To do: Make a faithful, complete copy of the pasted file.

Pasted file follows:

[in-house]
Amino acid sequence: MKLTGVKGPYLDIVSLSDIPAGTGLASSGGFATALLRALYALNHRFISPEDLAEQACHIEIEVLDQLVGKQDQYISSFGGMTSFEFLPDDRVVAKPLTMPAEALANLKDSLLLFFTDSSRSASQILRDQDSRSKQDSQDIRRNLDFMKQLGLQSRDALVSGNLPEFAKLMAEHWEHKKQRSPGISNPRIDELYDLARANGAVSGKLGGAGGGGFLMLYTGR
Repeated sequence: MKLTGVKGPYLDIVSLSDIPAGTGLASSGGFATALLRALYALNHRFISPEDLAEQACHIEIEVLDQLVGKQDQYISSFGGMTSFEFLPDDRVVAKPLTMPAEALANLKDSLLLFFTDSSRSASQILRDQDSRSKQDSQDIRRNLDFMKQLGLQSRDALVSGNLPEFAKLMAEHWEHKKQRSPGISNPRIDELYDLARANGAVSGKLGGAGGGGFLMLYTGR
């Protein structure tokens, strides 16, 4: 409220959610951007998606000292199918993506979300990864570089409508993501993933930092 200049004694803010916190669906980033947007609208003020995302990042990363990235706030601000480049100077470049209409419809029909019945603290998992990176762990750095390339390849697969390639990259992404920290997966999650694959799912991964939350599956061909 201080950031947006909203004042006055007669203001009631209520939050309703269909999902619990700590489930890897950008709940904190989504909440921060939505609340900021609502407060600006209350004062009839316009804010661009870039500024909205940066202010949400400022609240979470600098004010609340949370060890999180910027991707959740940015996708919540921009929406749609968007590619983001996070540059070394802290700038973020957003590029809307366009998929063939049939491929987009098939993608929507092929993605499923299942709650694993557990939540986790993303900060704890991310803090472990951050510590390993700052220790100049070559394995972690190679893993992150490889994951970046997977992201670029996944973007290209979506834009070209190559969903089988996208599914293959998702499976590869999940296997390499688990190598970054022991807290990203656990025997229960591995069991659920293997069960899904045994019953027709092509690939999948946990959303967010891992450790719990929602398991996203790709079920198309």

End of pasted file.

[in-house]
Amino acid sequence: MKLTGVKGPYLDIVSLSDIPAGTGLASSGGFATALLRALYALNHRFISPEDLAEQACHIEIEVLDQLVGKQDQYISSFGGMTSFEFLPDDRVVAKPLTMPAEALANLKDSLLLFFTDSSRSASQILRDQDSRSKQDSQDIRRNLDFMKQLGLQSRDALVSGNLPEFAKLMAEHWEHKKQRSPGISNPRIDELYDLARANGAVSGKLGGAGGGGFLMLYTGR
Repeated sequence: MKLTGVKGPYLDIVSLSDIPAGTGLASSGGFATALLRALYALNHRFISPEDLAEQACHIEIEVLDQLVGKQDQYISSFGGMTSFEFLPDDRVVAKPLTMPAEALANLKDSLLLFFTDSSRSASQILRDQDSRSKQDSQDIRRNLDFMKQLGLQSRDALVSGNLPEFAKLMAEHWEHKKQRSPGISNPRIDELYDLARANGAVSGKLGGAGGGGFLMLYTGR
């Protein structure tokens, strides 16, 4: 409220959610951007998606000292199918993506979300990864570089409508993501993933930092 200049004694803010916190669906980033947007609208003020995302990042990363990235706030601000480049100077470049209409419809029909019945603290998992990176762990750095390339390849697969390639990259992404920290997966999650694959799912991964939350599956061909 201080950031947006909203004042006055007669203001009631209520939050309703269909999902619990700590489930890897950008709940904190989504909440921060939505609340900021609502407060600006209350004062009839316009804010661009870039500024909205940066202010949400400022609240979470600098004010609340949370060890999180910027991707959740940015996708919540921009929406749609968007590619983001996070540059070394802290700038973020957003590029809307366009998929063939049939491929987009098939993608929507092929993605499923299942709650694993557990939540986790993303900060704890991310803090472990951050510590390993700052220790100049070559394995972690190679893993992150490889994951970046997977992201670029996944973007290209979506834009070209190559969903089988996208599914293959998702499976590869999940296997390499688990190598970054022991807290990203656990025997229960591995069991659920293997069960899904045994019953027709092509690939999948946990959303967010891992450790719990929602398991996203790709079920198309």